Neither man was willing to sink to that level. The chips went on the shelves, and when a customer would enter, both men would try their hardest to keep their eyes off of the false, fake snacks that hid in their stock like wolves in sheeps' clothing.
This man (it does not matter whether we're talking about Oscar or Harold) was not a violent man, but this sort of tomfoolery would not stand. He wouldn't have any truck with destruction, or injury, no, but something had to be done to get back at him. He was trying to sabotage my business!
While both men pondered on this idea, customers trickled in and out. High school kids roared up in the cars and they bought their energizing drinks and their jerkys and their cans of mountain sauce. The stuff these kids put in their bodies, both men thought. It's disgusting. But their money was good. Eventually their respective sons appeared to help with the afternoon crowd.
Harold's son, Steven, wandered into his pop's station with a wet shirt and a big grin. "Hiya dad!" He said. His father looked at him and stared at the big damp patch, and his dripping hair.
"What's happened to you? Is it raining?" Harold craned his neck and pressed his face against the window, peering up at the sky. "It doesn't look like it's raining."
"It's not raining, dad," Steven said, dropping himself behind the counter. "A bunch of us guys filled up some water balloons after playing baseball and had a fight!" His great big grin caught the sun and blasted Harold with light. "It was a ton of fun!"
"Water balloons, eh?" Harold rubbed his stubbly chin. "Yes . . . I'm sure it was quite a lot of fun. Are they very hard to fill up, water balloons?"
Steven looked up from his cell phone. "What?"
"Are water balloons hard to fill up?" Harold asked. His chin jutted out toward his son.
"No. Not really. You just need to get the end of the balloon over the faucet."
"The faucet you say," Harold repeated, nodding slowly. He wondered if he stocked any water balloons.
Just across the street, Joey Bentley was having a similar conversation with his own father.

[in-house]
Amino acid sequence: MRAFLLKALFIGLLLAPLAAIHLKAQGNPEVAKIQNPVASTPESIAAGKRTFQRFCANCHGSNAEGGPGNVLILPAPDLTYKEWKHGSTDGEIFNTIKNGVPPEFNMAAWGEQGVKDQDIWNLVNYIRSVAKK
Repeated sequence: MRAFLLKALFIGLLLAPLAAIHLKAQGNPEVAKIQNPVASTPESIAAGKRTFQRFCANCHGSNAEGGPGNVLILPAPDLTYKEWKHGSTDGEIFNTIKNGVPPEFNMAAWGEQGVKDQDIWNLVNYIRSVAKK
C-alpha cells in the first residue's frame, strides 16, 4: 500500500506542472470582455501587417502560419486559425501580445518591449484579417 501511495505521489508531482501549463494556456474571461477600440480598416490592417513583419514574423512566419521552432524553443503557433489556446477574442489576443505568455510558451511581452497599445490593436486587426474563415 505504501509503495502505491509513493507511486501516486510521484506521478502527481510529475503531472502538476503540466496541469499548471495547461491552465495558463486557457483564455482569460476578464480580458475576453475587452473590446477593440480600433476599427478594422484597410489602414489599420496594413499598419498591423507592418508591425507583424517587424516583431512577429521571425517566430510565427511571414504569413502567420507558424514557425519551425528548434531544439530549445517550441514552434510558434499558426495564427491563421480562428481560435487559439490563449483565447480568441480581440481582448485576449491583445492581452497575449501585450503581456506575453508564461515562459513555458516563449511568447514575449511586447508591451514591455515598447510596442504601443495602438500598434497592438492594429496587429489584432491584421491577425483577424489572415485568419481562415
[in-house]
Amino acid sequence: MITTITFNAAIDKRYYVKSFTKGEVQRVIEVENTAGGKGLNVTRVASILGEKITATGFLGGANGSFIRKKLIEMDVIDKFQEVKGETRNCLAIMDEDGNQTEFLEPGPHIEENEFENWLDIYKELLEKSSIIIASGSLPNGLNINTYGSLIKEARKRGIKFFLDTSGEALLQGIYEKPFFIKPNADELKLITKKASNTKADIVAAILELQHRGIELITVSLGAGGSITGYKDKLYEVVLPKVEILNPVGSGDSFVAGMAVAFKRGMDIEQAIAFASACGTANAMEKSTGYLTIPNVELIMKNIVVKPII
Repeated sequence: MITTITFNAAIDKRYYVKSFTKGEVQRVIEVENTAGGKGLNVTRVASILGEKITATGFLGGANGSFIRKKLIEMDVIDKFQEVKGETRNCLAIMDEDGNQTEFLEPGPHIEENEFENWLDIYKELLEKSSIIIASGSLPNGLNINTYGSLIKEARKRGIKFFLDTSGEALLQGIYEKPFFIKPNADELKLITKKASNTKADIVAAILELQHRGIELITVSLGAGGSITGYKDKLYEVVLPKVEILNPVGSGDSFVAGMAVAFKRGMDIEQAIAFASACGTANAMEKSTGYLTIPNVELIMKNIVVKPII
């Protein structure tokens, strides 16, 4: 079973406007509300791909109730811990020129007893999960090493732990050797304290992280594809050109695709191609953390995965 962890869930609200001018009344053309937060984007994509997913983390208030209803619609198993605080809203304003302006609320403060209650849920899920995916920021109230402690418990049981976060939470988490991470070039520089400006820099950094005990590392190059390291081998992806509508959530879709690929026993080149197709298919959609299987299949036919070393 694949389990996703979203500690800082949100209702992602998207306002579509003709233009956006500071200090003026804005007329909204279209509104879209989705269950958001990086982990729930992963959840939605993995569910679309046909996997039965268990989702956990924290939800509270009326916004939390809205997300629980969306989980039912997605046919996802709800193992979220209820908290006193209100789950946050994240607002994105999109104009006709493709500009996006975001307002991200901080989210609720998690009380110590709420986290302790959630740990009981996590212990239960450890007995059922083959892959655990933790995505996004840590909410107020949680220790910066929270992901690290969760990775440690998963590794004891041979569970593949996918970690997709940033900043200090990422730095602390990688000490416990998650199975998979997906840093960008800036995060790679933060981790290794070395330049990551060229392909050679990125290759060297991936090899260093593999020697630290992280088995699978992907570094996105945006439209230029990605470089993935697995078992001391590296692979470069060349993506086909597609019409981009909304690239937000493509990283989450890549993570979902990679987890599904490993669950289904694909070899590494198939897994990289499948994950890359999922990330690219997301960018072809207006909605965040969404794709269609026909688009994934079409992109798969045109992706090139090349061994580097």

"The end of the balloon, you say," Oscar said, scratching at his face. His own wet son sat behind the counter.
"Yeah. And then you gotta tie them up real careful so that the water doesn't get out," Joey explained, rummaging his fingers around and inside themselves to simulate tying a knot. "And then you just give a good strong throw! Splash!" Joey smiled, revealing a gaped row of teeth.
"Splash indeed," Oscar said. Yes. It would work quite well. A little heave, a little splash, and Harold Wimmersmaks would be all wet. Oscar went wandering down the aisle, pacing back and forth, trying to figure out if he carried any water balloons. He found them, just at about the same time that Harold found the ones he carried. They were, in fact, the same brand. He took a look at the package, reading some of the information on the back as his son dealt with a customer.
"I suppose they do just what they say on the tin," Oscar muttered to himself. "Just a bit of fun, nothing more. A nice, across the street rivalry with water balloons for the Fourth of July. It'll be a nice, hot day. He probably won't even mind." He smiled.
"Dad? What are you smiling about?" Steven Wimmersmaks asked from the front of the store. "It's kinda creepy looking."
"Eh? Oh." Harold composed himself. "Just thinking about something funny. Did you have a good day besides that?"
His son shrugged. "It was okay. Boring."
"Don't squander your summer off. I haven't had a summer off in twenty years," Harold replied. "I've got to be open all day on the fourth, too. Lots of people will want gas." I also can't let their only option be that charlatan across the street. "I'm going to take a quick check outside," he said to his son, and walked out the front door.
He found a little spill around the windshield-washing fluid, and set to work cleaning it up. After a few minutes he stood, stretching out his cramped back. He spotted Oscar across the road, rummaging around in his ice chest. The man's thin behind stuck out in his direction, and Harold couldn't help but imagine scoring a direct hit on him with a fully-loaded water balloon. He wondered if the chill from the ice would make the water colder when it hit.
Oscar stood, turned around, and spotted Harold looking at him. Harold ducked out of view behind one of the gas station's pylons and finished wiping up the spilled windshield fluid.
Oscar wondered what that fool Wimmersmaks was up to. Odd behavior was something he expected from the gas station across the street, but he'd never witnessed the man duck out of view like that before. He wondered what the man would think if he filled up one of his water balloons, took careful aim, and splashed it right on his clown feet, the ones that peeked past the edge of the pylon. Oscar chuckled to himself as he closed up the ice chest and went inside.